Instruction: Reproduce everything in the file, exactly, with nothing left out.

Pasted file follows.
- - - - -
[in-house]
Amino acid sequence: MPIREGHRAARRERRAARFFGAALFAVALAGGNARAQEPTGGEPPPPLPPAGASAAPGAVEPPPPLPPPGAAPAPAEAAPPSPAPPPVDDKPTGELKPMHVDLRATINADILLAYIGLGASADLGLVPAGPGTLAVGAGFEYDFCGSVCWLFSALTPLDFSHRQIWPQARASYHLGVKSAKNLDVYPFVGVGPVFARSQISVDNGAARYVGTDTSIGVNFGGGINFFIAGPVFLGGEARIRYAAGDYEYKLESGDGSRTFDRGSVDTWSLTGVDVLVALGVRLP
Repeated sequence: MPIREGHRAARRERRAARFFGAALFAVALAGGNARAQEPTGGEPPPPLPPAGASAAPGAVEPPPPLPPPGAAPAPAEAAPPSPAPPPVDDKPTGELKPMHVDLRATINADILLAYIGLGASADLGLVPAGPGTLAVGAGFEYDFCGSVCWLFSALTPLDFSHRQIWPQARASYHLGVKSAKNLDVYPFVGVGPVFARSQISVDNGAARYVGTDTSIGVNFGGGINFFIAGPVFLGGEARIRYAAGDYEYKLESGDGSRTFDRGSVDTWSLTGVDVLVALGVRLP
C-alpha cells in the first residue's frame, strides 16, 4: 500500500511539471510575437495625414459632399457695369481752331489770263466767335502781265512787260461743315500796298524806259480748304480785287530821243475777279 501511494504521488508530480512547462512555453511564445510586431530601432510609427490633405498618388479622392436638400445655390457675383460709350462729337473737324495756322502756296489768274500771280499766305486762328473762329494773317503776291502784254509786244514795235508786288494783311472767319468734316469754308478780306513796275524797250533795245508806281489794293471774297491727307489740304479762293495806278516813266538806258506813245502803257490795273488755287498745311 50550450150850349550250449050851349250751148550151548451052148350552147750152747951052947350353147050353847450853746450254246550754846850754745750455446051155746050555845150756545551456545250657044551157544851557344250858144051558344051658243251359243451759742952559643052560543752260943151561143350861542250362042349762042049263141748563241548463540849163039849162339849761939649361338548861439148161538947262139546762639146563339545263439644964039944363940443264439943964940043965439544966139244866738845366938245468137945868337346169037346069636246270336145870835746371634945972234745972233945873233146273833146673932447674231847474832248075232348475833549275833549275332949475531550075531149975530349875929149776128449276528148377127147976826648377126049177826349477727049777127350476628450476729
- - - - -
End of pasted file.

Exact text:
[in-house]
Amino acid sequence: MPIREGHRAARRERRAARFFGAALFAVALAGGNARAQEPTGGEPPPPLPPAGASAAPGAVEPPPPLPPPGAAPAPAEAAPPSPAPPPVDDKPTGELKPMHVDLRATINADILLAYIGLGASADLGLVPAGPGTLAVGAGFEYDFCGSVCWLFSALTPLDFSHRQIWPQARASYHLGVKSAKNLDVYPFVGVGPVFARSQISVDNGAARYVGTDTSIGVNFGGGINFFIAGPVFLGGEARIRYAAGDYEYKLESGDGSRTFDRGSVDTWSLTGVDVLVALGVRLP
Repeated sequence: MPIREGHRAARRERRAARFFGAALFAVALAGGNARAQEPTGGEPPPPLPPAGASAAPGAVEPPPPLPPPGAAPAPAEAAPPSPAPPPVDDKPTGELKPMHVDLRATINADILLAYIGLGASADLGLVPAGPGTLAVGAGFEYDFCGSVCWLFSALTPLDFSHRQIWPQARASYHLGVKSAKNLDVYPFVGVGPVFARSQISVDNGAARYVGTDTSIGVNFGGGINFFIAGPVFLGGEARIRYAAGDYEYKLESGDGSRTFDRGSVDTWSLTGVDVLVALGVRLP
C-alpha cells in the first residue's frame, strides 16, 4: 500500500511539471510575437495625414459632399457695369481752331489770263466767335502781265512787260461743315500796298524806259480748304480785287530821243475777279 501511494504521488508530480512547462512555453511564445510586431530601432510609427490633405498618388479622392436638400445655390457675383460709350462729337473737324495756322502756296489768274500771280499766305486762328473762329494773317503776291502784254509786244514795235508786288494783311472767319468734316469754308478780306513796275524797250533795245508806281489794293471774297491727307489740304479762293495806278516813266538806258506813245502803257490795273488755287498745311 50550450150850349550250449050851349250751148550151548451052148350552147750152747951052947350353147050353847450853746450254246550754846850754745750455446051155746050555845150756545551456545250657044551157544851557344250858144051558344051658243251359243451759742952559643052560543752260943151561143350861542250362042349762042049263141748563241548463540849163039849162339849761939649361338548861439148161538947262139546762639146563339545263439644964039944363940443264439943964940043965439544966139244866738845366938245468137945868337346169037346069636246270336145870835746371634945972234745972233945873233146273833146673932447674231847474832248075232348475833549275833549275332949475531550075531149975530349875929149776128449276528148377127147976826648377126049177826349477727049777127350476628450476729